Patricia Nell Warren

Caster Semenya: Sports Authorities in Gender Gridlock

Filed By Patricia Nell Warren | January 19, 2010 10:30 AM | comments

Filed in: Entertainment, Politics, Transgender & Intersex
Tags: Caster Semenya, IAAF, South Africa, steroids, testosterone

Whenever I want to know what's up with the still-festering Caster Semenya case, I go to a South African website called "The Science of Sport." TSOS gets through the media murk to what the issues really are. It's run by two South African scientist/athletes, Ross Tucker PhD. and Jonathan Dugas, PhD. Tucker is science advisor for Runner's World SA. Ordinarily they comment about things like diet and endurance and such. This is their one big political thread. But unlike all the IAAF and SA officials who are commenting, they don't have a vested interest in this fight.

Previously the IAAF had announced that Semenya could keep her gold medal and prize money from the 800 meter run at the world championships in August 2009. Paradoxically, the IAAF hasn't yet completed their investigation of her gender. So this announcement about her medal doesn't mean that she is cleared to run again.

Yet IAAF's confidentiality rules (which were violated early in the scandal because of leaks to the media that she was being investigated) make it complicated for them to make any announcement about the results of their investigation. The media have circulated rumors that Semenya was found to have both male and female physical characteristics, including undescended testicles -- but the IAAF hasn't confirmed this. So it's gridlock time.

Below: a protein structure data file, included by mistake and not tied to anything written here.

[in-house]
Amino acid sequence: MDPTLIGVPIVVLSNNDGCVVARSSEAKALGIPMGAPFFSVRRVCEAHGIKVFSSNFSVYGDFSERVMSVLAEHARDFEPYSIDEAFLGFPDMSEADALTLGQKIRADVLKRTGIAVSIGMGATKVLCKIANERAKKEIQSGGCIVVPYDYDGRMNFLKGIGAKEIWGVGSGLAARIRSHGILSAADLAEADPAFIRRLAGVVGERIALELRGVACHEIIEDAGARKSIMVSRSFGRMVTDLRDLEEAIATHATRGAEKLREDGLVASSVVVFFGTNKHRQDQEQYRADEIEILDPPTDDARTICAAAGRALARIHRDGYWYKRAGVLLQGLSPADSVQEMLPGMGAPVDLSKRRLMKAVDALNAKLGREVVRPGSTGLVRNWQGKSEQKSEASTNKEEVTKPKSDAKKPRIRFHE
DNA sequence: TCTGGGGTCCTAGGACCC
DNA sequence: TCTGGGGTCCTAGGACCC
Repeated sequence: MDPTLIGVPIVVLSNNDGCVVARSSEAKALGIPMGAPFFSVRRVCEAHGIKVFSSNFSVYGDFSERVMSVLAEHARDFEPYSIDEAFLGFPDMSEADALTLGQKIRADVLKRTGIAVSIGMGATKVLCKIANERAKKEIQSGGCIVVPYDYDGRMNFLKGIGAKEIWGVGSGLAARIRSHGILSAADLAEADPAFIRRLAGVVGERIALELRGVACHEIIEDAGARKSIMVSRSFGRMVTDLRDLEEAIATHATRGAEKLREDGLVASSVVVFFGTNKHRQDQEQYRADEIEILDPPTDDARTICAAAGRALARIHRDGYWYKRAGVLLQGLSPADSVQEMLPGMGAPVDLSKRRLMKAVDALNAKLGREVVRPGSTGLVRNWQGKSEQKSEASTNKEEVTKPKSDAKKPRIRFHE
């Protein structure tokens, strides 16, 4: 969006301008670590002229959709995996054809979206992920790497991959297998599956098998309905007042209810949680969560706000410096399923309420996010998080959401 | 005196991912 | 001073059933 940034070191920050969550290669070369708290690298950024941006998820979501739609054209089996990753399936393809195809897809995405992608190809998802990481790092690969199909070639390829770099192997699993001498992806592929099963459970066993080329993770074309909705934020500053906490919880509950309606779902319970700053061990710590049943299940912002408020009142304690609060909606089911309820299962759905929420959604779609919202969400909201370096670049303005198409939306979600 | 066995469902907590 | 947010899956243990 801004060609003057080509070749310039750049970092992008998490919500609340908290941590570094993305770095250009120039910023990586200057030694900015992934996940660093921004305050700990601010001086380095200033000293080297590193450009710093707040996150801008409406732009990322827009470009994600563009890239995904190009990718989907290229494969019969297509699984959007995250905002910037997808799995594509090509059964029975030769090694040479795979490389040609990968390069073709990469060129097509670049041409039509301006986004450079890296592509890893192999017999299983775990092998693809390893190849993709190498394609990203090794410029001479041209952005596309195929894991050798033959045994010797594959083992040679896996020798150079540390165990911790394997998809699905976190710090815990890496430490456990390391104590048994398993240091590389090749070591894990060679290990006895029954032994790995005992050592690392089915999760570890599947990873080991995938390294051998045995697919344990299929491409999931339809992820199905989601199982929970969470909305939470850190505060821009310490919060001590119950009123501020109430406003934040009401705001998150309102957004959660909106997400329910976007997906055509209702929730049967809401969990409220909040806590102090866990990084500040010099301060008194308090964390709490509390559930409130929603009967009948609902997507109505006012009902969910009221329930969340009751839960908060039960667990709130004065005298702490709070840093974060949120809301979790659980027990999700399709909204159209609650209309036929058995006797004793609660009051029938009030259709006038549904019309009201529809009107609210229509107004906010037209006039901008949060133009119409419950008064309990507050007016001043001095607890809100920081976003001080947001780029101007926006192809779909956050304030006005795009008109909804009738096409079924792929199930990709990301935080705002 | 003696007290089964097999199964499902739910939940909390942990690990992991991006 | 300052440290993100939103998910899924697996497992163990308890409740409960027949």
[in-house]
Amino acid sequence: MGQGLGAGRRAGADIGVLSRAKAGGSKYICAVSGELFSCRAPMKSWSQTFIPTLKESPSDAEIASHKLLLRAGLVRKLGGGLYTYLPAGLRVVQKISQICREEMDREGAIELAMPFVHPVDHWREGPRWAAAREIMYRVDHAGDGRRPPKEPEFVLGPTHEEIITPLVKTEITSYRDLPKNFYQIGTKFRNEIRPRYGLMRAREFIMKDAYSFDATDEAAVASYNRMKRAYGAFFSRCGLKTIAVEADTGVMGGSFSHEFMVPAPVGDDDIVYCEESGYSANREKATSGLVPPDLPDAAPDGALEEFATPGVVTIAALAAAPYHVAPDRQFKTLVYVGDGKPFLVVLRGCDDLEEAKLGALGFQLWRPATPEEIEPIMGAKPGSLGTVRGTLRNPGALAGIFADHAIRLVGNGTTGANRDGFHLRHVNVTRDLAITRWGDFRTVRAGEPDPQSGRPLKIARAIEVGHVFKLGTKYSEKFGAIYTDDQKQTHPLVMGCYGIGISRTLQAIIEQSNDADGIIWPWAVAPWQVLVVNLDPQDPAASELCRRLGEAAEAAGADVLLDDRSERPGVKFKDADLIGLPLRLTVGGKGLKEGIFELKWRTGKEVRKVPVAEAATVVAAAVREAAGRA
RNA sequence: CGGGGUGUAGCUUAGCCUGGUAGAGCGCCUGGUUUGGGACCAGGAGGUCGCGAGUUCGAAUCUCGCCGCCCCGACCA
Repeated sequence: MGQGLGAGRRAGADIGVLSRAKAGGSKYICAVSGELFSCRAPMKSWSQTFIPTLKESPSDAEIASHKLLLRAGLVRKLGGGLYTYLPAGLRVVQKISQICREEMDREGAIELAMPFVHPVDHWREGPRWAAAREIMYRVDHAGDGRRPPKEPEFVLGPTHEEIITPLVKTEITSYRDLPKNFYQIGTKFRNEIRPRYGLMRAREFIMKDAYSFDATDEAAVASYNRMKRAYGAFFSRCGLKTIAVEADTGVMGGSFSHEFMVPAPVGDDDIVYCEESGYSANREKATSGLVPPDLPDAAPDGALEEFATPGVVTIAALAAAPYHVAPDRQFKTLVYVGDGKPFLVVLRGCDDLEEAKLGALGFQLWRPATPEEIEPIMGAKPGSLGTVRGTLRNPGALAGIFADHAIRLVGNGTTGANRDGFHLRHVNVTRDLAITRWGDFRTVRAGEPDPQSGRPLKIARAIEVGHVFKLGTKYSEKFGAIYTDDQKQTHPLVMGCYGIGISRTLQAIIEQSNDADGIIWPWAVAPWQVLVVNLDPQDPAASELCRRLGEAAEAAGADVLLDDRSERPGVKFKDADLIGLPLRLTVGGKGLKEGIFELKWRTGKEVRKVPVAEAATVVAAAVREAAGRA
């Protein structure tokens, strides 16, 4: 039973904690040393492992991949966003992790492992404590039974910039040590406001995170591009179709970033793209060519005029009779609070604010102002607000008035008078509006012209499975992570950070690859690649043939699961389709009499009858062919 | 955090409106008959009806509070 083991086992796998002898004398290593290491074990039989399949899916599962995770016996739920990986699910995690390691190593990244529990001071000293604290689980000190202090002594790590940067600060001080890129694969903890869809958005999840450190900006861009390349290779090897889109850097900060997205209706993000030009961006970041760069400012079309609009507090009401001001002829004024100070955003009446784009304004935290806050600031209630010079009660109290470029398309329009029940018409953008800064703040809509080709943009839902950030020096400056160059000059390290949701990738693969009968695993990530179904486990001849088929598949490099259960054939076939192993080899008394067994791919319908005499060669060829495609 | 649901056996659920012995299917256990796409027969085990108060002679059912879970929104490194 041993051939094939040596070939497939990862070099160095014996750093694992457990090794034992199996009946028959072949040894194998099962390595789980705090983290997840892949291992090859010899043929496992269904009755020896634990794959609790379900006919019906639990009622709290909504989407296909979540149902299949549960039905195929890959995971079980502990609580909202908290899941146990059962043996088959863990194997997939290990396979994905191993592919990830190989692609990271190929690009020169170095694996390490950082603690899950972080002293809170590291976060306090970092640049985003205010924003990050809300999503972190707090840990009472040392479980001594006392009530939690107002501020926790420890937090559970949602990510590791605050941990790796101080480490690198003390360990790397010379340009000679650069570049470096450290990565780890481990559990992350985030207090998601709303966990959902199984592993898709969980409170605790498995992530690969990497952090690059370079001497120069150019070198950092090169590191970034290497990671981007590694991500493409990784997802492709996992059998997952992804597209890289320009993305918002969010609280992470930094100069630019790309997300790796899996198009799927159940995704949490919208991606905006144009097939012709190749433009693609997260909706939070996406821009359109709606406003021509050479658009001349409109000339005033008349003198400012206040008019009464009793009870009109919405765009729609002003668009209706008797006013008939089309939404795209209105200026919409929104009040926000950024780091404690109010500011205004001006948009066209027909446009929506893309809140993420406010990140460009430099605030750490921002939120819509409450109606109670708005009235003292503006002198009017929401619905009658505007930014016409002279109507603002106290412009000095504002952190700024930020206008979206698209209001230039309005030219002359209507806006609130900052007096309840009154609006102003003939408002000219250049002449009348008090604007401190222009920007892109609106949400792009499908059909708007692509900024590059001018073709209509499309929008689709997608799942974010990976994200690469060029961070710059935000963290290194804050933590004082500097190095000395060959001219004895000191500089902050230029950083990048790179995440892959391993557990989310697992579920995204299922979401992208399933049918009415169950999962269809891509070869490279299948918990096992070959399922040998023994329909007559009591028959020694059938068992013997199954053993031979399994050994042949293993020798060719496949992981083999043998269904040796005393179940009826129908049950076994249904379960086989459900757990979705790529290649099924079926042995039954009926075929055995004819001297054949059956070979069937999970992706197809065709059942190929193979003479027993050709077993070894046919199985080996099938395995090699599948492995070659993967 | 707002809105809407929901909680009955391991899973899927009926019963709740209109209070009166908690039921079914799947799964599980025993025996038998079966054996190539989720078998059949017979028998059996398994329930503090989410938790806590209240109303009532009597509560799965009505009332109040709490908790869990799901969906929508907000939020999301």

On 1/14, Semenya's coach announced that she would be re-launching in local SA competition, with a goal of running in European competition later in 2010. But the very next day, the IAAF and Semenya's own battery of lawyers made a counter- announcement that she is not eligible to run until the IAAF rules on her status. And IAAF isn't ruling. More gridlock.

Commenting on this gridlocked state of affairs, the New York Times said that it's "apparent how unprepared her sport was to handle cases of athletes who may have both male and female characteristics."

No kidding. Nearly half a century after the issue of gender identity was first raised in Olympic competition, and in spite of all the scientific revelations that moved the IAAF itself to stop most of the gender testing, the sports world still has no frikking idea what to do when issues involving real-life people come up. Like most of the rest of the world, it is locked into an ideological belief that gender is an either-or proposition. When it runs into the biological reality of how diverse and fluid gender can be, it just goes into meltdown and athletes' lives can be ruined. Is this not pathetic?